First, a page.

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Experts recreate crime scene in 2012 death of Millard County Sheriff’s Deputy, Josie Fox

SALT LAKE CITY, Utah – Thursday was day 4 of the USA vs. Roman trial in Salt Lake City’s federal court, and jurors heard from scientific experts regarding the Jan. 5, 2010 shooting of Millard County Sheriff’s Deputy, Josie Fox.

Roberto Miramontes Roman, 44, is facing an 11 count federal indictment, which accuses him of shooting and killing Deputy Fox, as well as drug and firearms crimes. Roman was found not guilty of killing Deputy Fox in a 2012 State trial. Roman testified then that Ryan Greathouse, Deputy Fox’s brother, killed the deputy. Roman said he took the blame because Greathouse had threatened to harm or kill Roman’s family members if he didn’t. Greathouse was not there to defend himself at the 2012 trial. He died of a drug overdose in Las Vegas three months after Deputy Fox was killed. Citing reasonable doubt, the jury found Roman not guilty of the murder.

The first witness called to the stand by federal prosecutors Thursday was Utah Medical Examiner, Dr. Todd Gray. Dr. Gray conducted the autopsy on Deputy Fox and testified that two bullets struck her, and both entered and exited her body. One hit near her badge in the right chest area, the other, near her left collarbone. Bullet fragments were removed from the shoulder area, and the other slug was found inside the back panel of her bullet-resistant vest. Dr. Gray said either wound would’ve quickly been lethal, mostly due to rapid blood loss.

Next, the government called Greg Klees, a firearms examiner for the Bureau of Alcohol, Tobacco, Firearms and Explosives (ATF) who has served as an expert witness in crime scene recreations for many years.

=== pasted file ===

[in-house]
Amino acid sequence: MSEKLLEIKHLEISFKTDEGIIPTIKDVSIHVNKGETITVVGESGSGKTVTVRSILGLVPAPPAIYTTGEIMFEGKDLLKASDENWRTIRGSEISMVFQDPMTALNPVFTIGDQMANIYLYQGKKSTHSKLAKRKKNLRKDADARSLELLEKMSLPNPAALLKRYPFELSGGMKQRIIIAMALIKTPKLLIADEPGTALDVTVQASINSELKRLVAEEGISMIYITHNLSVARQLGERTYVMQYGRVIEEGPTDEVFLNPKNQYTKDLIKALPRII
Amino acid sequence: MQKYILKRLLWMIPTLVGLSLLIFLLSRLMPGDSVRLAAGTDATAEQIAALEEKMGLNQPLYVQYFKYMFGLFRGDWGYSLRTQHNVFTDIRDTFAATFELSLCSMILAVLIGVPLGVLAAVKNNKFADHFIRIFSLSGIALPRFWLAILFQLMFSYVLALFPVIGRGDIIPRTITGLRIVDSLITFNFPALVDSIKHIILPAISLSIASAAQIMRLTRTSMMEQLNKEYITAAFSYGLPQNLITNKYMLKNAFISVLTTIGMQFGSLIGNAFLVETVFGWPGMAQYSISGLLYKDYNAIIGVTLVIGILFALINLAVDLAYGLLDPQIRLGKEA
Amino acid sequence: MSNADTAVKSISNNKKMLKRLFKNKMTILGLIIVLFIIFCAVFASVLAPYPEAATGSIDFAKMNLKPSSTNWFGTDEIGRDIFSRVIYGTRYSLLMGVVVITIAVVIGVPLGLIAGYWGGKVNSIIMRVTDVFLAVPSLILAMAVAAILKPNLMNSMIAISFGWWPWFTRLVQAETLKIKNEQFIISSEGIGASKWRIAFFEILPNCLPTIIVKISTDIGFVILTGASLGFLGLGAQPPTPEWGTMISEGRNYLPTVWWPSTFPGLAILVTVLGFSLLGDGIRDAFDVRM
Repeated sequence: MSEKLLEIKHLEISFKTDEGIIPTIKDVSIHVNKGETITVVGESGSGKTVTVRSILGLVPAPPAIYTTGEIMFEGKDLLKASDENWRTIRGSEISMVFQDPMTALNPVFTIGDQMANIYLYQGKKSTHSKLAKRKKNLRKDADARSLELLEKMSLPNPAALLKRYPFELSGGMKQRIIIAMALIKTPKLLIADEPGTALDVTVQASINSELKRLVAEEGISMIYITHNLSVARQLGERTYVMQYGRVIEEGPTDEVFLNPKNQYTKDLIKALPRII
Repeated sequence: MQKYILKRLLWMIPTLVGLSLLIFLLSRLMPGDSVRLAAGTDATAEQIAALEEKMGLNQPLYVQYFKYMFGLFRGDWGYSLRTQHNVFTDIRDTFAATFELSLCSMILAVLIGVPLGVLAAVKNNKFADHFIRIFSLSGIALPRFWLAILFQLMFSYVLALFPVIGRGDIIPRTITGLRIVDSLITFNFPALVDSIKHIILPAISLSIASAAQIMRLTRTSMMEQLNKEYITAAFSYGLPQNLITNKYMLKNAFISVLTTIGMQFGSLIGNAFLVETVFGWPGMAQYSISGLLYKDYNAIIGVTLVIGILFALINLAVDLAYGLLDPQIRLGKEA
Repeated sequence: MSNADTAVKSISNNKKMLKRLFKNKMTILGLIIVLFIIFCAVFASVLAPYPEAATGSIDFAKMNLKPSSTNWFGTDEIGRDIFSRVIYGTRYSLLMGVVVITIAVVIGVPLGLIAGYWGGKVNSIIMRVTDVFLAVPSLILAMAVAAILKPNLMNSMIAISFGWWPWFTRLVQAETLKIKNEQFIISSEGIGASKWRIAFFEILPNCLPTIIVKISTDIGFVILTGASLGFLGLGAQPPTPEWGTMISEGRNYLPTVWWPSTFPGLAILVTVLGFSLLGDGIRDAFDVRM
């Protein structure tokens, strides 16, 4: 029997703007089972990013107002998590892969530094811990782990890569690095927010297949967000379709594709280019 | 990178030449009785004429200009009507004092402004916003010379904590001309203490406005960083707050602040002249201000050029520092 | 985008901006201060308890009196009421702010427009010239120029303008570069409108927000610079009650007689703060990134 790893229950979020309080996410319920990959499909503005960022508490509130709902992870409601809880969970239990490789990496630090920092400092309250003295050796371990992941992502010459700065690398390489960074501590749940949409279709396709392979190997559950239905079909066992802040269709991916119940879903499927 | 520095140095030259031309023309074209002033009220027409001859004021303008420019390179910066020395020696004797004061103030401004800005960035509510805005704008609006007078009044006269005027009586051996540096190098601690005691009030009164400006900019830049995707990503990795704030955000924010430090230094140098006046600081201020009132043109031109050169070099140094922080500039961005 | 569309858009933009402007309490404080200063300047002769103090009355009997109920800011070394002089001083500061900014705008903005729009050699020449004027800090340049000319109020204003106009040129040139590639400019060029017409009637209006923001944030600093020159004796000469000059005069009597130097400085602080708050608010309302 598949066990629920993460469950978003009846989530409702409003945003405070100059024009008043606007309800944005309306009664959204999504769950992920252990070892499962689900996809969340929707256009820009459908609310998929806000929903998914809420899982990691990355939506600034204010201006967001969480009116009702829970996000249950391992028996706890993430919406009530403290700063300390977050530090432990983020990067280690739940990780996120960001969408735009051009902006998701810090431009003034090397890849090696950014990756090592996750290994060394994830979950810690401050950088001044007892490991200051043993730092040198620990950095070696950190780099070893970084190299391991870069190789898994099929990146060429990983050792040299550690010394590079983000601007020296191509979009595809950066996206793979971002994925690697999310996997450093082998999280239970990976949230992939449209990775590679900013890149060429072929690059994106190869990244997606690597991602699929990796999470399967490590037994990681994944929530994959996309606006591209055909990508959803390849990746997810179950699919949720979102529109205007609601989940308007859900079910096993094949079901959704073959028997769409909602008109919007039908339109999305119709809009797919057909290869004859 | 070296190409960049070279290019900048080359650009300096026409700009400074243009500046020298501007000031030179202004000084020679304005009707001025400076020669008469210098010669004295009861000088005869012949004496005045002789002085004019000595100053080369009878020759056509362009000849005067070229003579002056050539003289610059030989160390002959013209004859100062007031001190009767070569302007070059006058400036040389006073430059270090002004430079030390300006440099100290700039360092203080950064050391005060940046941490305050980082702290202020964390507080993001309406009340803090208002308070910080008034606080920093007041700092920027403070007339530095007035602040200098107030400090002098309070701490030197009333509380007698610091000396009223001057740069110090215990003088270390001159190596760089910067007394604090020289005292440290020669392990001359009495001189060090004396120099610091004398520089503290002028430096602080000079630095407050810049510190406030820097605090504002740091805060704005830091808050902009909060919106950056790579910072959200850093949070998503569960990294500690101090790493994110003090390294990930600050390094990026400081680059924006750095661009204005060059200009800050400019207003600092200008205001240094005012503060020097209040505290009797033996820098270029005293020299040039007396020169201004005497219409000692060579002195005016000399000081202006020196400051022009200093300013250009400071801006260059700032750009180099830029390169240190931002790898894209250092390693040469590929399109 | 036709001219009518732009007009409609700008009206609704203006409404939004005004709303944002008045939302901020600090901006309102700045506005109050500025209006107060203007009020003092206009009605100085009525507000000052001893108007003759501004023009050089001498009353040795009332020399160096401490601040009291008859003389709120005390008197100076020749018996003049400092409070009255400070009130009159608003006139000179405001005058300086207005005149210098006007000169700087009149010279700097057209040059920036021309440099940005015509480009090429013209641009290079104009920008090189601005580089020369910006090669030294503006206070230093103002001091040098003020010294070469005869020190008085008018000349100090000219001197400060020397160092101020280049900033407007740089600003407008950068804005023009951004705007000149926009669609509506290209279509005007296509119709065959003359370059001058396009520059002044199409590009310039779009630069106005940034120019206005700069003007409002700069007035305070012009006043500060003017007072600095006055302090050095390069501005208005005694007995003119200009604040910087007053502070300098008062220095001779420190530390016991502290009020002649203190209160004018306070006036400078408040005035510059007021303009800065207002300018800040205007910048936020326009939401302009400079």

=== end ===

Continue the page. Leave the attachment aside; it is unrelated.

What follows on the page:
Based on Dr. Gray’s autopsy, Klees created a mannequin of a torso the size of Deputy Fox’s. After pinpointing the entrance and exit wounds, Klees inserted trajectory rods through them, which provided an accurate account of how and where the bullets traveled.

Klees studied a videotaped confession Roman gave to Utah County Sheriff’s Lt. Matt Higley in the Beaver County Sheriff’s office, shortly after Roman and another man were arrested in a tool shed at a Beaver Trailer Park.

In that interview, Roman admitted to shooting Deputy Fox, and demonstrated several times how he positioned an AK-47 rifle, and fired in a rearward direction as the Deputy approached from the driver’s side window.

In recreating the crime scene in Delta, officers who were involved in the original investigation of Deputy Fox’s death, used precise measurements and diagrams to place Deputy Fox’s patrol vehicle and the 1995 gray Cadillac Roman was driving, in the exact spots where they were the night of the murder.

Klees had also noticed two smudge marks on the fabric headliner on the ceiling of the Cadillac. Those had not been noticed during the original investigation, but the car has been stored in a pristine evidence locker since the crime took place. Klees determined the smudge marks were left when two cartridges were ejected from the AK-47 and left grease marks on the headliner, before landing on the back seat.